This is TALK OF THE NATION. I'm Neal Conan in Washington. Today as part of our Looking Ahead series, we'll talk with writer Chris Hedges, former New York Times foreign correspondent and old friend and colleague who's joined us many times over the years, going back to what's probably still his best known book, "War Is a Force That Gives Us Meaning."
The ongoing conflict between North Korea and South Korea is the legacy of the Korean War, which can help explain relations between the two countries. In a new book, historian Victor Davis Hanson discusses how the strategies of U.S. Gen. Matthew Ridgway helped to turn around what appeared to be "a lost war."
Hanson, author of The Savior Generals, tells NPR's Neal Conan that although the three-year war "ended right where it began," it did allow for South Korea to flourish as a democracy.
Telemedicine is nothing new, but advancements in technology have made it even more widely available. Neurologists can now treat Parkinson's patients from miles away, therapists can reach service members overseas, and general practitioners can work in rural areas without actually going there at all.
Retailers are under pressure after a building collapse killed more than 1,100 garment workers in Bangladesh. But global demand for inexpensive clothing shows no sign of abating. The New York Times' Steven Greenhouse and Elizabeth Cline, author of Overdressed: The Shockingly High Cost of Cheap Fashion, unravel the prospects for improved safety in the garment industry.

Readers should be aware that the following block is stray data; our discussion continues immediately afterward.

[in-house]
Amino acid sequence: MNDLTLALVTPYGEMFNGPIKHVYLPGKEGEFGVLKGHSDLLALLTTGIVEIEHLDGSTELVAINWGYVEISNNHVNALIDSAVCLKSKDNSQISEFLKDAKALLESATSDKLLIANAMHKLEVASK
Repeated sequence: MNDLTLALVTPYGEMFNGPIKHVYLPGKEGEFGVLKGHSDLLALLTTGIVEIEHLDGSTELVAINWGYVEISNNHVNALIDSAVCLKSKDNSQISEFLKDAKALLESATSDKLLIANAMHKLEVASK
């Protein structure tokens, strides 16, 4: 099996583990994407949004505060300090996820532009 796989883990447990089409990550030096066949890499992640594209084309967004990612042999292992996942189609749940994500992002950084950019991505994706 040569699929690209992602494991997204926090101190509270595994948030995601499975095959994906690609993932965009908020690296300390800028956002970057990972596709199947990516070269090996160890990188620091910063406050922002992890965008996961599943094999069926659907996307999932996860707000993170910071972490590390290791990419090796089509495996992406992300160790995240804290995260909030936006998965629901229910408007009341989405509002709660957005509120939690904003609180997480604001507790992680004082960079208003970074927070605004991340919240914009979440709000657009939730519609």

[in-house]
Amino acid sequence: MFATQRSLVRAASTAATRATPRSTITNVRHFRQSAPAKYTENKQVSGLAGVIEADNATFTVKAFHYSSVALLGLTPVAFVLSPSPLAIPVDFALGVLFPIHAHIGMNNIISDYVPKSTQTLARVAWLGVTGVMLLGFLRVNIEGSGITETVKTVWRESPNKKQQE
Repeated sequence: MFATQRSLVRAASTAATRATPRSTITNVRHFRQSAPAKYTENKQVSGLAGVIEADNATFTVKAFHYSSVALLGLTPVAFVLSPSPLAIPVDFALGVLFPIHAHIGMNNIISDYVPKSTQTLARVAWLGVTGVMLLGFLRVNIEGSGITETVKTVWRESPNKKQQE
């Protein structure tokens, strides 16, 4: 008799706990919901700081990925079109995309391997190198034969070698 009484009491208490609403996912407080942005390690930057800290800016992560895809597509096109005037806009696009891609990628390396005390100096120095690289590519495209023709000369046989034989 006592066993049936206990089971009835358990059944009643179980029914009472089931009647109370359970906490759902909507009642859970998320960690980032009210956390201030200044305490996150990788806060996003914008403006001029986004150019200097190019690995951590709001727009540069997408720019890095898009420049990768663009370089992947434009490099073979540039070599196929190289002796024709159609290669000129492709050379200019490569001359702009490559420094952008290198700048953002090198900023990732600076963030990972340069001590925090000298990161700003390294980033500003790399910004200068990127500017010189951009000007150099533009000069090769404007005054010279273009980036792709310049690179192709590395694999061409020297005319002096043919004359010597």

The debate continues over the handling of the September attack on the U.S. compound in Benghazi, Libya. But retired Marine Col. Gary Anderson says some important lessons have already been learned about strengthening diplomatic security and inter-agency communication.
The trial of Jodi Arias, convicted of murdering her boyfriend, has become a national media sensation. Former Law and Order producer Robert Nathan and authors Laura Lippman and Walter Mosley explore why Americans are so drawn to real-life courtroom dramas.
David Matsumoto, a psychology professor at San Francisco State University, trains national security officials and police officers to recognize "microexpressions"--fleeting, split-second flashes of emotion across someone's face. Matsumoto says those subtle cues may reveal how an interview subject is feeling, helping officials to hone their line of questioning.
How long can you go without checking email, or glancing at your smartphone? Clifford Nass, a psychology professor at Stanford University, says today's nonstop multitasking actually wastes more time than it saves--and he says there's evidence it may be killing our concentration and creativity too.